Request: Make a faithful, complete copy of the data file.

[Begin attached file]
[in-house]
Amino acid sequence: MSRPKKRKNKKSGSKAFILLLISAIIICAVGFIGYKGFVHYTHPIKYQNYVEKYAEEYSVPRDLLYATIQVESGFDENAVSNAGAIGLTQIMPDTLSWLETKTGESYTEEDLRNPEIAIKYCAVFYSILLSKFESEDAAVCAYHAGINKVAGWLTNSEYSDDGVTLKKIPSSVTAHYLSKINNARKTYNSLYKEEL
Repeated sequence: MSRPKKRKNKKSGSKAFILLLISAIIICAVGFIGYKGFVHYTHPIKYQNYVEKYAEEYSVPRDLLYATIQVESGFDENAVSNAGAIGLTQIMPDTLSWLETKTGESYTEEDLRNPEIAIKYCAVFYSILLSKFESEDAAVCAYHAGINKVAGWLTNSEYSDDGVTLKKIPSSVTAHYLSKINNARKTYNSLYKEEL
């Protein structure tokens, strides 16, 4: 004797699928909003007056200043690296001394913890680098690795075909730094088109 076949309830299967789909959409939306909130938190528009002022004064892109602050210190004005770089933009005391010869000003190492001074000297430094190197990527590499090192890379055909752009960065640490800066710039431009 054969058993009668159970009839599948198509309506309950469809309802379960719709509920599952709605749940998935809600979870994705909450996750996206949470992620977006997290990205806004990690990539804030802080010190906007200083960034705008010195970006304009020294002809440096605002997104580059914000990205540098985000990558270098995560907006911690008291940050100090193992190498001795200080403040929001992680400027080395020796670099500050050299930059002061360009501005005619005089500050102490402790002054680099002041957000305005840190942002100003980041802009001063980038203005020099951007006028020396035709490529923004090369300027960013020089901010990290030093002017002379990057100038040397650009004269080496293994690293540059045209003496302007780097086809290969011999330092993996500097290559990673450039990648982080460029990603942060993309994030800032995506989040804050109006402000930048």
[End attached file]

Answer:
[in-house]
Amino acid sequence: MSRPKKRKNKKSGSKAFILLLISAIIICAVGFIGYKGFVHYTHPIKYQNYVEKYAEEYSVPRDLLYATIQVESGFDENAVSNAGAIGLTQIMPDTLSWLETKTGESYTEEDLRNPEIAIKYCAVFYSILLSKFESEDAAVCAYHAGINKVAGWLTNSEYSDDGVTLKKIPSSVTAHYLSKINNARKTYNSLYKEEL
Repeated sequence: MSRPKKRKNKKSGSKAFILLLISAIIICAVGFIGYKGFVHYTHPIKYQNYVEKYAEEYSVPRDLLYATIQVESGFDENAVSNAGAIGLTQIMPDTLSWLETKTGESYTEEDLRNPEIAIKYCAVFYSILLSKFESEDAAVCAYHAGINKVAGWLTNSEYSDDGVTLKKIPSSVTAHYLSKINNARKTYNSLYKEEL
């Protein structure tokens, strides 16, 4: 004797699928909003007056200043690296001394913890680098690795075909730094088109 076949309830299967789909959409939306909130938190528009002022004064892109602050210190004005770089933009005391010869000003190492001074000297430094190197990527590499090192890379055909752009960065640490800066710039431009 054969058993009668159970009839599948198509309506309950469809309802379960719709509920599952709605749940998935809600979870994705909450996750996206949470992620977006997290990205806004990690990539804030802080010190906007200083960034705008010195970006304009020294002809440096605002997104580059914000990205540098985000990558270098995560907006911690008291940050100090193992190498001795200080403040929001992680400027080395020796670099500050050299930059002061360009501005005619005089500050102490402790002054680099002041957000305005840190942002100003980041802009001063980038203005020099951007006028020396035709490529923004090369300027960013020089901010990290030093002017002379990057100038040397650009004269080496293994690293540059045209003496302007780097086809290969011999330092993996500097290559990673450039990648982080460029990603942060993309994030800032995506989040804050109006402000930048």